The CFL, it has often been said, is a two quarterback league.
The importance of the passing game is so fundamentally crucial to team success that should a starter go down, the backup must perform at a nearly equivalent level just to tread water.
Right now, the B.C. Lions only have one quarterback. Or at least only one proven one.
There is no question that so long as Michael Reilly maintains the correct number of functioning limbs that he will take every snap possible. The stark reality is one that can never be guaranteed.
That makes the undecided backup quarterback spot one of the most heated battles in training camp and Canadian Nathan Rourke is right in the thick of it. Just don’t ask him what the outcome will be.
“Your guess is as good as mine at this point,” Rourke said with a smile when asked about his candidacy for the second-string job.
“I really don’t know. I mean, that’s the goal. The goal is to be the backup.”
Third-year man Will Arndt entered camp with the leg up on the job and former University of Michigan starter Shea Patterson brings a big school reputation with him, but the hopes of many Lions fans hang on Rourke, the team’s second round, 15th overall selection in the 2020 CFL Draft.
Traditionally, being a rookie and Canadian have rarely been positive indicators of early success at the quarterback position in the CFL, but Rourke might just be a different breed.
The Victoria-born, Oakville-raised dual threat passer was a dynamic three-year starter at the Ohio University, twice winning the Jon Cornish Trophy as the NCAA’s top Canadian player. Rourke passed for 7,475 yards and 70 touchdowns while also adding 2,639 yards and 49 touchdowns on the ground through 35 total games for the Bobcats.
The highest Canadian draftee at quarterback since Jesse Palmer way back in 2001, Rourke has to shoulder the expectations of a nation hungry for the next great Canadian passer. It’s a label that he accepts, but balances carefully against his own desire to be judged purely on merit.
“I don’t want to be on the field just because I am a Canadian quarterback. I don’t want to be given any special treatment because I’m a Canadian quarterback and I think with the reputation that Canadian quarterbacks have, I don’t think that will necessarily happen. I think if anything, from what I’ve heard, it’s the opposite,” Rourke said.
“In that sense, I would just like to be able to win the job as a quarterback, but I think that there’s something to be proud of in the fact that you’re Canadian and Canadians have not had a lot of success at the quarterback position, historically. I definitely don’t want to shy away from that at all, but when it comes down to it, I want to win the job because I’m the best player on the field for the team.”
By all accounts, Rourke has held up his end of that bargain in Kamloops, B.C. He’s improved daily, picking up the offence quickly and looking good in his reps with the first team as Reilly continues to be placed on a pitch count. He’s even gained a new reputation for being a strong-armed quarterback, something that was never attributed to him in college.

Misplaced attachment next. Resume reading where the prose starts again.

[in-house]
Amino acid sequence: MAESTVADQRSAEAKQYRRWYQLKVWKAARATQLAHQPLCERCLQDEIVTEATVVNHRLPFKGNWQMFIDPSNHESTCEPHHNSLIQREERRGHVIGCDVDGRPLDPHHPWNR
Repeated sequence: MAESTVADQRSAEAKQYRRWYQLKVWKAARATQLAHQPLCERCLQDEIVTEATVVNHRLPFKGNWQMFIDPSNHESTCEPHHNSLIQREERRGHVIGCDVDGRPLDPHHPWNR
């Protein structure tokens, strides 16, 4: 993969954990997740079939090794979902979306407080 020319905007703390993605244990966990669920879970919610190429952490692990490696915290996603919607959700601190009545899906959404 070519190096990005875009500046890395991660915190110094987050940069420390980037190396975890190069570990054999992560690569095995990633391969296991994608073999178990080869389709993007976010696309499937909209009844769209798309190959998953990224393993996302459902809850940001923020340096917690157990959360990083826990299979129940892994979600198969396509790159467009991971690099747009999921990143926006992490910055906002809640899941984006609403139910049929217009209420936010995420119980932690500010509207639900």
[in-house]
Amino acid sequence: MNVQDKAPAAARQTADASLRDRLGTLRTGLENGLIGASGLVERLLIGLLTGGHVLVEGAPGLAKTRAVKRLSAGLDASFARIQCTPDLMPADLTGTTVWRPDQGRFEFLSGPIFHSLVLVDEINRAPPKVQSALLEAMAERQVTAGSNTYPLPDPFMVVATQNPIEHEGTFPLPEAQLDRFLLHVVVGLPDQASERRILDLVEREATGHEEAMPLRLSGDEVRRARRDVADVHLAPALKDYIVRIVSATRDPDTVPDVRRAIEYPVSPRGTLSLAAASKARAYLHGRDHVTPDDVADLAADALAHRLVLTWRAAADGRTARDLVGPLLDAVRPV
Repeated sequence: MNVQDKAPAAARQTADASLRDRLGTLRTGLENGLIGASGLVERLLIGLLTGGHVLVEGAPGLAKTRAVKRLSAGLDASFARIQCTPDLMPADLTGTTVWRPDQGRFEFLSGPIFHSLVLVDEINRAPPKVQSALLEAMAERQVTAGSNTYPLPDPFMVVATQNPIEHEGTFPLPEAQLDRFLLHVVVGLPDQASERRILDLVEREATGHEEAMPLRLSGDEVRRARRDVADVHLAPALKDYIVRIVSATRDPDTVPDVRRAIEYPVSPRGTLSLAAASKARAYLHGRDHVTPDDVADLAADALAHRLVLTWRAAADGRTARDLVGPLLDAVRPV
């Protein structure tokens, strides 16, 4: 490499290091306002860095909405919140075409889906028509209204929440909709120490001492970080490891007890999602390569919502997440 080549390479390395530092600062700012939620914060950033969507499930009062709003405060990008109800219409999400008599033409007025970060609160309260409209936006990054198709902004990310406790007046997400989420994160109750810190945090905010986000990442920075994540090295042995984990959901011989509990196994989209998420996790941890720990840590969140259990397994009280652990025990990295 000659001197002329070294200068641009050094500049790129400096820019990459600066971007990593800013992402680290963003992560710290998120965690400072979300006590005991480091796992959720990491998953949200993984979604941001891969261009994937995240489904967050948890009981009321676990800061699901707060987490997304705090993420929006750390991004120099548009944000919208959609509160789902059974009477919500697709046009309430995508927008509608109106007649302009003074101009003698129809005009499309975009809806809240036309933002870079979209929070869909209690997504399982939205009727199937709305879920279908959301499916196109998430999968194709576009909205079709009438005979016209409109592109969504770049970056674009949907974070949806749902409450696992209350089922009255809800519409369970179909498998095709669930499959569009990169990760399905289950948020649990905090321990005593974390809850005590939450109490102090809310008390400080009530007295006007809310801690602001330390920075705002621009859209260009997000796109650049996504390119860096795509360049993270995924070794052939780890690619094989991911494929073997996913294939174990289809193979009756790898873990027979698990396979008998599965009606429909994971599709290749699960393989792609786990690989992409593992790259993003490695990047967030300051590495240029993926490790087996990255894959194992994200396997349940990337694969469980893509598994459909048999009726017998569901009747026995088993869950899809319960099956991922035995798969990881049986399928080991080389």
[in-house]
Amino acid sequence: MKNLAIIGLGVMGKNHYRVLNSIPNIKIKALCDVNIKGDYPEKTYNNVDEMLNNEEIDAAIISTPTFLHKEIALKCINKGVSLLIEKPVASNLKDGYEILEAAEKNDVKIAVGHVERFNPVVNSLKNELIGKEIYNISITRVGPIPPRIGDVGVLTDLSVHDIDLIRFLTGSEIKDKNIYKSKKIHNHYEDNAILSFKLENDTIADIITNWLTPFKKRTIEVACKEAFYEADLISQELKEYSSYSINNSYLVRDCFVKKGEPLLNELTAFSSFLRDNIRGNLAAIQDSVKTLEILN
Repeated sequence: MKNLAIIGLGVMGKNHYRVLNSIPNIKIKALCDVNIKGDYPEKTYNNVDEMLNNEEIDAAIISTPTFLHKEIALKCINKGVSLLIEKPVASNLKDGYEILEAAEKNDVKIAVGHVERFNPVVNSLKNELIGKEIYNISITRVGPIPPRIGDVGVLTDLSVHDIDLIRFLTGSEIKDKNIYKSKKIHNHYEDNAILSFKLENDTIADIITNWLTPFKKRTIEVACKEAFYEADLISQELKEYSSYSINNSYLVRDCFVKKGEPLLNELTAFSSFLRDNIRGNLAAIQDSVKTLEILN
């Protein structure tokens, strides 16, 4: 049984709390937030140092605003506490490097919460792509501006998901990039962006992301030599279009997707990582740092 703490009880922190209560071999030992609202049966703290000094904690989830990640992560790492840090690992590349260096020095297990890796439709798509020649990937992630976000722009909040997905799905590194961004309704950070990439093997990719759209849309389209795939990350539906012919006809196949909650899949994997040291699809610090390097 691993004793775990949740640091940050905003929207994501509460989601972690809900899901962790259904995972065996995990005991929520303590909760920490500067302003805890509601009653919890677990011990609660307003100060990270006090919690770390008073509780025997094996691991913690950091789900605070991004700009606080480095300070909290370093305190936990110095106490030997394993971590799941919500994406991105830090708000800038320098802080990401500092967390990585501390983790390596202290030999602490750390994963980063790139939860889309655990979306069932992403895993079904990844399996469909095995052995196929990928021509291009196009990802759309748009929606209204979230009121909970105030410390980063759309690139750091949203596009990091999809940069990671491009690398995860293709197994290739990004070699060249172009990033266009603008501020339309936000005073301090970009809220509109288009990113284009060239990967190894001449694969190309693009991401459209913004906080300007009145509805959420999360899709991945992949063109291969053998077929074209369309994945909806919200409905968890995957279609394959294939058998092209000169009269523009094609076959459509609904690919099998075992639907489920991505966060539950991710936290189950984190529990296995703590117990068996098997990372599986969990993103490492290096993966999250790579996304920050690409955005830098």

“I’m a bit surprised by that. I’ve never been someone who’s been told that they have a strong arm, so obviously something that I’m doing in the off-season this past few years was right,” Rourke grinned, crediting his work with Vancouver-based kinesiologist and QB guru Rob Williams.
“I’ve been working with him and I’ve seen some changes in the way the ball jumps off of my hand. I’m happy about that, it’s a good reputation to have.”
It’s clear that Rourke’s impressive career — and the accomplishments of other recent Canadian pivots like Michael O’Connor, Brandon Bridge and Andrew Buckley — have greatly reduced the stigma that once shrouded Canadian quarterbacking. Even if the internal bias still exists, Rourke is more than ready to overcome it.
“Trying to get a Division I scholarship, I definitely didn’t get special treatment,” Rourke recalled. “You’re investing a lot of money when you give someone a scholarship, especially at that level, and you’re taking more of a risk [on a Canadian] than taking a guy who grew up in their own backyard.”
Rourke had to leave home as a teenager to play his final year of high school in Alabama just to get noticed and, even after being named the state MVP at his level, needed a year of junior college tape to attract FBS offers. He takes a little more pride in his Canadian status after overcoming those hurdles, but understands why they exist.
“Especially in those scenarios, I think that’s just the way it is that you want your own guys to succeed. I don’t blame people in the States for wanting Americans to succeed, I understand that,” Rourke said. “It’s cool to see Canadians do well, especially at the quarterback position.”
Now back in the province of his birth, Rourke need not feel guilty if he benefits a little from that natural tribalism. He’s already a fan favourite without ever having played a CFL game, but that in itself won’t be enough to earn him the all-important number two job.
That position is far too integral to play passport politics with and that’s exactly how Rourke wants it to be.